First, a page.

Special Report

25 Best Counties to Live In

Source: Martin Prochnik / Flickr

10. Fairfax, Virginia
> 5-yr. population change: +6.0%
> Nov. unemployment rate: 3.0%
> Poverty rate: 6.2%
> Life expectancy at birth: 83.7 years

Fairfax is one of many affluent and well-educated counties in the Washington, D.C. metropolitan area. While Fairfax is the seat of Fairfax County, it is an independent city and is separate from the county under Virginia law. Like other suburbs of the nation’s capital, a large share of Fairfax workers are employed in professional, scientific and technical, and government services. Some 54.7% of adults in the county have a bachelor’s degree, and the typical household earns $104,065 a year — each some of the highest figures of any U.S. county.

High income areas with high educational attainment rates tend to have high life expectancies, and Fairfax is no exception. Life expectancy at birth in Fairfax is 83.7 years — about four and a half years longer than life expectancy in the U.S. as a whole.

Source: Thinkstock

9. Marin County, California
> 5-yr. population change: +3.5%
> Nov. unemployment rate: 2.2%
> Poverty rate: 8.1%
> Life expectancy at birth: 83.8 years

Situated directly across from San Francisco at the the other end of the Golden Gate Bridge, with the Pacific Coast along its western border, Marin County is one of the wealthiest in the United States. The typical county household earns $100,310 a year, well above the median income nationwide of $55,322. In addition, financial hardship is relatively scarce in the region. Only 8.1% of the Marin population lives below the poverty line compared to 15.1% of Americans.

High income families have access to a greater range of healthy options related to lifestyle and diet. As a result, more affluent areas tend to have longer life expectancies — and Marin County is no exception. Life expectancy at birth in Marin is 83.8 years, well above the life expectancy nationwide of 79.1 years.

Source: Cecouchman / Wikimedia Commons

8. Loudoun County, Virginia
> 5-yr. population change: +19.5%
> Nov. unemployment rate: 3.0%
> Poverty rate: 4.0%
> Life expectancy at birth: 83.2 years

Like many suburban counties in the Washington-Arlington-Alexandria metro area, a large share of Loudon County residents work in advanced, high-paying jobs in government and private defense. The U.S. Department of Homeland Defense, the Department of Transportation, the Orbital Sciences Corporation, and defense contractor Raytheon Company are among the top 20 employers of the county’s workforce.

Some 58.8% of county adults have a bachelor’s degree, and the typical Loudon County household earns $125,672 a year — the highest median household income nationwide. Since 2011, the county’s population has increased by 19.5%, five times the national average growth rate.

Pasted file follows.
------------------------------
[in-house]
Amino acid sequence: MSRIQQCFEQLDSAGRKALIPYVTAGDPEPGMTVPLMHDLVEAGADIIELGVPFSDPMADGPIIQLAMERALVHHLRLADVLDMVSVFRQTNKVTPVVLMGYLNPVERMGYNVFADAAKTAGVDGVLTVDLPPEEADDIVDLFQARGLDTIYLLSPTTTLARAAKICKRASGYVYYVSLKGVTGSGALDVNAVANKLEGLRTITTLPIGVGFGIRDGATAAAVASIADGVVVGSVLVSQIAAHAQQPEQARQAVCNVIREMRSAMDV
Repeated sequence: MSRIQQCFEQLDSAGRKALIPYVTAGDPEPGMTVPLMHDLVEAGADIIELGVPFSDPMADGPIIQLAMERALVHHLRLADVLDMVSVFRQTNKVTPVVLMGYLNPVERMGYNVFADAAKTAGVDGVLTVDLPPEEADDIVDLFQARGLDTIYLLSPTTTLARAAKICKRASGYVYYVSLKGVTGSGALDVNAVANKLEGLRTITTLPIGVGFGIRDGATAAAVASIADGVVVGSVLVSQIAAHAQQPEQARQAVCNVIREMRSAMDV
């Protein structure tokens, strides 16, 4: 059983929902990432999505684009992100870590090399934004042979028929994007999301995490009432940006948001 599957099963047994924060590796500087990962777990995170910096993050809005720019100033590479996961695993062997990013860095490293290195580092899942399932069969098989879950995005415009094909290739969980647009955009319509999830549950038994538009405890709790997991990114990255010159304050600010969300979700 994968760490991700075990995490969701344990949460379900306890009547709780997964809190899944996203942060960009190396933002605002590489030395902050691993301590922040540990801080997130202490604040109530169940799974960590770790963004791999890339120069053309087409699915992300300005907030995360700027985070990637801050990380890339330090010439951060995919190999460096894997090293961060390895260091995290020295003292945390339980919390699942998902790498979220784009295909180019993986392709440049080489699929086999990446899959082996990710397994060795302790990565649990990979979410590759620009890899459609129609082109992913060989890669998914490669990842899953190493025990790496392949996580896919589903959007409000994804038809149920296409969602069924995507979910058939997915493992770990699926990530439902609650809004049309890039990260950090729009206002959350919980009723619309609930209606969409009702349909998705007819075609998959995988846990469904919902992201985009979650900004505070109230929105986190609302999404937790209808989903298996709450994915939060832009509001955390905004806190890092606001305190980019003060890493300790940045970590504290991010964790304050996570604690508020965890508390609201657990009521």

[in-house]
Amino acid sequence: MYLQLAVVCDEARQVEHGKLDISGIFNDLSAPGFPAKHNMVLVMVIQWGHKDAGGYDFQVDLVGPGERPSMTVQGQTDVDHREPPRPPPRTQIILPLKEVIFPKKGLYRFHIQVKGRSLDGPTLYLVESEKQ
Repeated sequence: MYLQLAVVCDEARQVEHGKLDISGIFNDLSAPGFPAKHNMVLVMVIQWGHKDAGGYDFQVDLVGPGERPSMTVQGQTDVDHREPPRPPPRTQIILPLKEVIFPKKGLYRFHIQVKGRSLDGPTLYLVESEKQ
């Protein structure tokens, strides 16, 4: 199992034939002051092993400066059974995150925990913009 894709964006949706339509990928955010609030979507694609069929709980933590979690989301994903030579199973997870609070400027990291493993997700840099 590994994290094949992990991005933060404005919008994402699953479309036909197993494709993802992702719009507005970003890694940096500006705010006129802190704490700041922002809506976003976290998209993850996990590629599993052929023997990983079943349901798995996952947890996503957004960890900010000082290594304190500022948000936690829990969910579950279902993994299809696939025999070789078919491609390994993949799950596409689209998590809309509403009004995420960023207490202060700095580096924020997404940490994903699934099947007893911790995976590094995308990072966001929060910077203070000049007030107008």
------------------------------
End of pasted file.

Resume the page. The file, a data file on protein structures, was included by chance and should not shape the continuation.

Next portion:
Source: Thinkstock

7. Howard County, Maryland
> 5-yr. population change: +8.7%
> Nov. unemployment rate: 3.1%
> Poverty rate: 4.9%
> Life expectancy at birth: 83.0 years

Like many counties on this list, Howard County residents have relatively easy access to employment opportunities and cultural amenities of a nearby urban area. Both Baltimore and Washington D.C. are within commuting distance of the county. Proximity to the cities means Howard County workers have access to jobs at dozens of federal agencies as well as universities, Fortune 500 companies, technology, defense and health care companies.

Jobs with such employers are often high paying. The typical county household earns $113,800 a year, more than double the median income nationwide of $55,322. There is also a relative lack of poverty in the county. Only 4.9% of Howard residents live below the poverty line, compared to 15.1% of the U.S. population.

Source: krblokhin / iStock

6. Fairfax County, Virginia
> 5-yr. population change: +6.4%
> Nov. unemployment rate: 3.0%
> Poverty rate: 6.0%
> Life expectancy at birth: 83.7 years

Fairfax County is one of several counties within the Washington-Alexandria-Arlington metro area that ranks among the best places to live. The county seat is the city of Fairfax, which, as an independent city, is separate from Fairfax County under Virginia law. Like other suburbs of the nation’s capital, many Fairfax County residents work in high-paying, advanced jobs in government and private defense. The top 15 largest employers of the Fairfax workforce include the U.S. Department of Defense, the Department of Homeland Defense, government services company Booz, Allen and Hamilton, and defense contractor Northrop Grumman Corporation. An estimated 60.3% of adults in the county have a bachelor’s degree, and the typical household earns $114,329 a year — each about double the corresponding national figures of 30.3% and $55,322.